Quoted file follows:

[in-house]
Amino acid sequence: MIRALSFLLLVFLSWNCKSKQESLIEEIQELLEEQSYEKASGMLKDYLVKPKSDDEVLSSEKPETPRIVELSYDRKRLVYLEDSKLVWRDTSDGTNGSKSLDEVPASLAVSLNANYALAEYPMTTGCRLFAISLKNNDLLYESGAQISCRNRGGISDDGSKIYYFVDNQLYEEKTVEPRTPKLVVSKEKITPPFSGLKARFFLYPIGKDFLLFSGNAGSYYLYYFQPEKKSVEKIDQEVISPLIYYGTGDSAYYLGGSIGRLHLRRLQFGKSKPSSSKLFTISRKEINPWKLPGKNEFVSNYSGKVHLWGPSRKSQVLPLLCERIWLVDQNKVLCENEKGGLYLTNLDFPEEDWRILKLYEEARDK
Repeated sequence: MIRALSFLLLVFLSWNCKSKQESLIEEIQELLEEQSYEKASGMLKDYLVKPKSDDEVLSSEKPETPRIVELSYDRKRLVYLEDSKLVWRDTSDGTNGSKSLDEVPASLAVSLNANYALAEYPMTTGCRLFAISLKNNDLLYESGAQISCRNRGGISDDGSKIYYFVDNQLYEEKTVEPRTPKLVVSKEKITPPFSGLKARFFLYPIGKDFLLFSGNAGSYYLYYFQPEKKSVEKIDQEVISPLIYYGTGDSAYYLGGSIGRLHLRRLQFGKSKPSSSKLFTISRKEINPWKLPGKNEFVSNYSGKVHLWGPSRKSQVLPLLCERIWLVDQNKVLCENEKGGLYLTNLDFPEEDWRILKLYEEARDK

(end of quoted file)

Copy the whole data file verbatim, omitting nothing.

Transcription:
[in-house]
Amino acid sequence: MIRALSFLLLVFLSWNCKSKQESLIEEIQELLEEQSYEKASGMLKDYLVKPKSDDEVLSSEKPETPRIVELSYDRKRLVYLEDSKLVWRDTSDGTNGSKSLDEVPASLAVSLNANYALAEYPMTTGCRLFAISLKNNDLLYESGAQISCRNRGGISDDGSKIYYFVDNQLYEEKTVEPRTPKLVVSKEKITPPFSGLKARFFLYPIGKDFLLFSGNAGSYYLYYFQPEKKSVEKIDQEVISPLIYYGTGDSAYYLGGSIGRLHLRRLQFGKSKPSSSKLFTISRKEINPWKLPGKNEFVSNYSGKVHLWGPSRKSQVLPLLCERIWLVDQNKVLCENEKGGLYLTNLDFPEEDWRILKLYEEARDK
Repeated sequence: MIRALSFLLLVFLSWNCKSKQESLIEEIQELLEEQSYEKASGMLKDYLVKPKSDDEVLSSEKPETPRIVELSYDRKRLVYLEDSKLVWRDTSDGTNGSKSLDEVPASLAVSLNANYALAEYPMTTGCRLFAISLKNNDLLYESGAQISCRNRGGISDDGSKIYYFVDNQLYEEKTVEPRTPKLVVSKEKITPPFSGLKARFFLYPIGKDFLLFSGNAGSYYLYYFQPEKKSVEKIDQEVISPLIYYGTGDSAYYLGGSIGRLHLRRLQFGKSKPSSSKLFTISRKEINPWKLPGKNEFVSNYSGKVHLWGPSRKSQVLPLLCERIWLVDQNKVLCENEKGGLYLTNLDFPEEDWRILKLYEEARDK